Stuff whole wheat and plain pita with grilled veggies, radishes, hummus, olives and sprouts. Wrap flour, tomato, and blue corn tortillas with marinated veggies, beans, lettuce and salsa. Try wrapping with cracker bread, spring roll wrappers and soft pizza crust.
Instead of a veggie burger, top a burger bun with grilled veggies, pickles, and salsa. Create a summer sub with grilled and marinated vegetables, dried herbs and salad greens on a crusty baguette or in a demi-loaf of walnut-green onion or black olive-sun dried tomato.
Vegetarian salads can start with cold rice, pasta and grains (such as barley or kasha). Prepare and set aside cold ingredients to have available for assembly.
Toss cold rice or pasta with chopped olives, celery, green onions, tomatoes, minced carrot and garbanzo or black beans, top with chopped nuts (think pine nuts, almonds and pumpkin seeds), croutons and shredded herbs (think basil, oregano and rosemary) and dress with oil and vinegar or a tomato and herb dressing.
Couscous can be served cold, tossed with basil, chopped mushrooms and tomatoes or with chopped green, red and yellow peppers, minced garlic and onions. Try a sweet, cold couscous, tossing it with fresh blueberries, shredded fresh mint and pinenuts. These combinations also work well with cold, cooked barley and with small pasta, such as orzo or pastina.
Utilize extra portions of cold spaghetti, pasta sauce, black olives, sliced mushrooms, oregano and chopped canned tomatoes. Pair with a green salad and sliced baguette. Cold vegetarian tortellini or ravioli work well with this combination .
Summer time makes vegetarian desserts a delight. Fresh berries, served chilled on their own or with sorbets are easy and fast to assemble. Pair strawberries with orange sorbet, blueberries, or raspberries with lemon or strawberry sorbet. If you have extra berries, puree them with a small amount of orange juice or apple juice concentrate and use as a dessert sauce.
Melon can be sliced, wedged, or balled, served chilled on its own, soaked in white wine or sprinkled with fresh orange or lemon zest. Serve a trio of melon slices studded with a chiffonade of fresh mint or sprinkled with berries. Create your own honeydew or watermelon sorbet by pureeing melon with a small amount of fruit juice concentrate or fruit liqueur and freezing in individual serving dishes.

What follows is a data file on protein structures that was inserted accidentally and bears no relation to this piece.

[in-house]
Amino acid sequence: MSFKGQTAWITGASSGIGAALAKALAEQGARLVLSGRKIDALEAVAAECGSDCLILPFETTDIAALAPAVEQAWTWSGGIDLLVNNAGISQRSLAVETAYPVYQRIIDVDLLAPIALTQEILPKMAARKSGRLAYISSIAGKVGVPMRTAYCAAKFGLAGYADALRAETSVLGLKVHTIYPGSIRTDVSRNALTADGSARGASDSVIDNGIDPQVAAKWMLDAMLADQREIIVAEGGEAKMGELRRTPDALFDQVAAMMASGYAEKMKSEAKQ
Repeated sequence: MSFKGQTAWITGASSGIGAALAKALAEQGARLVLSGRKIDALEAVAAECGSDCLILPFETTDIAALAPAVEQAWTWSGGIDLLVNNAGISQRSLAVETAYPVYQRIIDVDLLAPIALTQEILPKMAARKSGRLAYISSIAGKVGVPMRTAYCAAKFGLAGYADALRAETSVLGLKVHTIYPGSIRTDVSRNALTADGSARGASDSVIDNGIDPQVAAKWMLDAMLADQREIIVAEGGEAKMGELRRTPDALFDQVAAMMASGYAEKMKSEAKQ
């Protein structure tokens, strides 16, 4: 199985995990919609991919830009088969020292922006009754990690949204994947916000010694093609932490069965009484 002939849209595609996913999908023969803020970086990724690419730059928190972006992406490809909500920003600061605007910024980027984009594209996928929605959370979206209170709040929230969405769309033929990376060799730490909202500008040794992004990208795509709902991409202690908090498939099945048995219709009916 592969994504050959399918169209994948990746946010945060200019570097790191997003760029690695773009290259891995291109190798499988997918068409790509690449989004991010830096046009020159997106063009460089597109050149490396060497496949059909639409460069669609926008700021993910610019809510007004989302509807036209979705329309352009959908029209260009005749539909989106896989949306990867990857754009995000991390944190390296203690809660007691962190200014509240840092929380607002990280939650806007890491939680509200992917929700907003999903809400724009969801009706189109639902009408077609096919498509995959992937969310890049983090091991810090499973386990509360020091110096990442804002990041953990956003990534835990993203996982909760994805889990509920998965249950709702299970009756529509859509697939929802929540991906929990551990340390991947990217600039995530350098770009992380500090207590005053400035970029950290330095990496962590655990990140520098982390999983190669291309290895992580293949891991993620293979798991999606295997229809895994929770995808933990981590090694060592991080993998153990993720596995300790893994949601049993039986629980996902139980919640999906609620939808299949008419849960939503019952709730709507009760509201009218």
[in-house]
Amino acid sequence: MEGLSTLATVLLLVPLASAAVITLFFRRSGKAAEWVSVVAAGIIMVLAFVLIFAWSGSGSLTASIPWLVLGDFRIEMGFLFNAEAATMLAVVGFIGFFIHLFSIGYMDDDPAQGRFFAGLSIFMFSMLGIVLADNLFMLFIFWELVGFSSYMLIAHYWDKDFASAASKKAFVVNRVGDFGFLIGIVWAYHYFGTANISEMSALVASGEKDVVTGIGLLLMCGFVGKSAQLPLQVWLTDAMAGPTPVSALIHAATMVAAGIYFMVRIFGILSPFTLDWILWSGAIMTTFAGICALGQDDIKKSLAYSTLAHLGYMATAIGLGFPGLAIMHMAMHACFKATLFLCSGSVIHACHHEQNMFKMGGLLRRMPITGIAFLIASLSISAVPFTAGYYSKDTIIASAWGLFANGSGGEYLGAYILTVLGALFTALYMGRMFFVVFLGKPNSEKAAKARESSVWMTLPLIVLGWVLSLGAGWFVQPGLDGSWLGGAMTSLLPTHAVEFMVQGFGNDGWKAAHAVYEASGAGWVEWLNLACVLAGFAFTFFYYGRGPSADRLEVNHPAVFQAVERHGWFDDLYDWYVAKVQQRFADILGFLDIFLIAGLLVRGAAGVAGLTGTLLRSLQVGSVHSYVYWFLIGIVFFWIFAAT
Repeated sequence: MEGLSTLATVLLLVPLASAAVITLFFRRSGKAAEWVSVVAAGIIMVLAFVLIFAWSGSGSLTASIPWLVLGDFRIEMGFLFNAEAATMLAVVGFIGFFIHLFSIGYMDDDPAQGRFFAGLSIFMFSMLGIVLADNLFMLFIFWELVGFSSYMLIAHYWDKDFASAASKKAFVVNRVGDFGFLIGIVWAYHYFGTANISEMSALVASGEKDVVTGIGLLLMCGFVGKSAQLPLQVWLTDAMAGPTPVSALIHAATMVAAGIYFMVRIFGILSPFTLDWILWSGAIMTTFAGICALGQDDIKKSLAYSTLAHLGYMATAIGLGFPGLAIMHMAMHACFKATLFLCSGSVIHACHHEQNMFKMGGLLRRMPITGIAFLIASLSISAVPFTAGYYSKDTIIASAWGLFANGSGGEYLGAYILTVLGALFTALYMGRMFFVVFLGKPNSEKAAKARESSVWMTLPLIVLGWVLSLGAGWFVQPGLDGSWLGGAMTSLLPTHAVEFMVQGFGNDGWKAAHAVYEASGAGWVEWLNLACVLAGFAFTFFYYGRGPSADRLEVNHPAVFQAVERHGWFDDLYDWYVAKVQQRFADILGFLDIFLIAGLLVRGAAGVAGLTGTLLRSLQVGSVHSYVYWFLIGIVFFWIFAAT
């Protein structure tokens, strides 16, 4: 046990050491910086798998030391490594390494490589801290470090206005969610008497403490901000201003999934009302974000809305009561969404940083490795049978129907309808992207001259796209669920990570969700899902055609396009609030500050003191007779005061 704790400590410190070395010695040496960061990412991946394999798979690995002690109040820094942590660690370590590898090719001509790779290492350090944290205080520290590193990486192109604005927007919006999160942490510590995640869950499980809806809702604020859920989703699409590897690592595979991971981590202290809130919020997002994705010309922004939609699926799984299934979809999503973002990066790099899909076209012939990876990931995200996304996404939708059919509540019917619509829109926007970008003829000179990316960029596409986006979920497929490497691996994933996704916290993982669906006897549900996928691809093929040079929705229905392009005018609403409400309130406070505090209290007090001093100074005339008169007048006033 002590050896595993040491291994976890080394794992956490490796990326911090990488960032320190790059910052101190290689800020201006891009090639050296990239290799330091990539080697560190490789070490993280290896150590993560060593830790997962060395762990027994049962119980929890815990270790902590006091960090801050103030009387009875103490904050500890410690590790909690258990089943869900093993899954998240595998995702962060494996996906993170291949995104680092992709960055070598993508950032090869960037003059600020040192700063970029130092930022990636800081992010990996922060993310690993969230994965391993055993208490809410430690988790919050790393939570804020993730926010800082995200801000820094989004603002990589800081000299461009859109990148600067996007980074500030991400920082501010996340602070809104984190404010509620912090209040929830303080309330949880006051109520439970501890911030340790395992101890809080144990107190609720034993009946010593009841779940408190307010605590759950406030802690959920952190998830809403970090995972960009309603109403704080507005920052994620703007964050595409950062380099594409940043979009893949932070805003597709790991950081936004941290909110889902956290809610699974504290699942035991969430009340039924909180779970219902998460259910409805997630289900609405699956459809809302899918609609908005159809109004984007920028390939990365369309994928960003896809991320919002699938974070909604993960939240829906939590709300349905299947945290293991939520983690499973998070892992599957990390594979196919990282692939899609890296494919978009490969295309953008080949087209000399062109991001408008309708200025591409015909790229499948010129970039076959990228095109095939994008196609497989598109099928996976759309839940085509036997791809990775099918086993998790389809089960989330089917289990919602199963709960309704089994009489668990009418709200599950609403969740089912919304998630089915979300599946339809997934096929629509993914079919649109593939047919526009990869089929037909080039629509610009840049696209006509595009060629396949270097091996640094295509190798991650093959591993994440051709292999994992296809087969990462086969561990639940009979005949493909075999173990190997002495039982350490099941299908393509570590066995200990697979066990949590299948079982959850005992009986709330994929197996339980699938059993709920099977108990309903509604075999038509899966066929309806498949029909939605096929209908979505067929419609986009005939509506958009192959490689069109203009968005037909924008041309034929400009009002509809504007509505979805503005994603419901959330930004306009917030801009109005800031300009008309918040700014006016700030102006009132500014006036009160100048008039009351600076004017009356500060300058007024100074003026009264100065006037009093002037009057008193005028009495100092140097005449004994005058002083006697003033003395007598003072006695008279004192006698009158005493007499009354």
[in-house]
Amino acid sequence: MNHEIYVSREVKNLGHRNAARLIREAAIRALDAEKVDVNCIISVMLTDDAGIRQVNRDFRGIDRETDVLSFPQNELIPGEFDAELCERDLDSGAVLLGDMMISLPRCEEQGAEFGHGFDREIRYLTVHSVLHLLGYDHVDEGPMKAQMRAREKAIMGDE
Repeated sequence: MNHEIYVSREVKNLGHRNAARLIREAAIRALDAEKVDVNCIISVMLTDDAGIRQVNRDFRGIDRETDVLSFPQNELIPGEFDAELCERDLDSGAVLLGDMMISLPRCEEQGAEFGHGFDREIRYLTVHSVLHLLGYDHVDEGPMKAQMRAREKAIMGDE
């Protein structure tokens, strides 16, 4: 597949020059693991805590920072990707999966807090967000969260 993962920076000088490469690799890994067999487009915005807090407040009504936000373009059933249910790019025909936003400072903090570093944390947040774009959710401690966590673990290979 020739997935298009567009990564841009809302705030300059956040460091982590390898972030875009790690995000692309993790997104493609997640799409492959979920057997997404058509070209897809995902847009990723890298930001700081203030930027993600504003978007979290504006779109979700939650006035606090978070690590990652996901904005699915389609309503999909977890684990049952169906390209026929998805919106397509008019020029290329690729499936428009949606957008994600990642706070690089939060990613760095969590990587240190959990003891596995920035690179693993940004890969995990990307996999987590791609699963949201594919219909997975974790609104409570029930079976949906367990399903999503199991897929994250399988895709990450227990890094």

Frost grapes, strawberries, or melon balls. Moisten grapes with water or apple juice before freezing; berries and melons have sufficient natural moisture. Simply place fruit, single layer on a baking sheet (use parchment paper) and allow to cool in the freezer until frosty, but not frozen. Serve as soon as removed from the freezer.
Fresh peaches, plums and apricots can be cut and sprinkled with orange zest and orange juice concentrate and allowed to marinate overnight in the refrigerator. Serve garnished with raisins and nuts or use as part of a sorbet sundae. If there's room on the grill, wrap peach or apricot halves seasoned with cinnamon and ginger in foil, and allow to cook until just tender. Use as a "fire and ice" dessert with sorbet or soy ice cream.
Vegan summer offerings are naturally low in fat without sacrificing flavor or appearance. Take advantage of summer ingredients to create lighter menus.
Okay, so now we've got the menus and the recipes - now let's people know about it! See you in Lecture 10…
VRG Home | About VRG | Vegetarian Journal | Books | Vegetarian Nutrition
F.A.Q. | Subscribe to Journal | Game | Vegetarian Family | Nutshell | VRG-News
Recipes | Travel | What's New | Bulletin Board | Veg Kids | Search | Links
© 1996-2015 The Vegetarian Resource Group
PO Box 1463, Baltimore, MD 21203
(410) 366-8343 Email: firstname.lastname@example.org
January 23, 2001
Graphic design by
The contents of this web site, as with all The Vegetarian Resource Group publications, is not intended to provide personal medical advice. Medical advice should be obtained from a qualified health professional.
All contents of these lectures are copyright Chef Nancy Berkoff and The Vegetarian Resource Group.
Web site questions or comments? Please email email@example.com.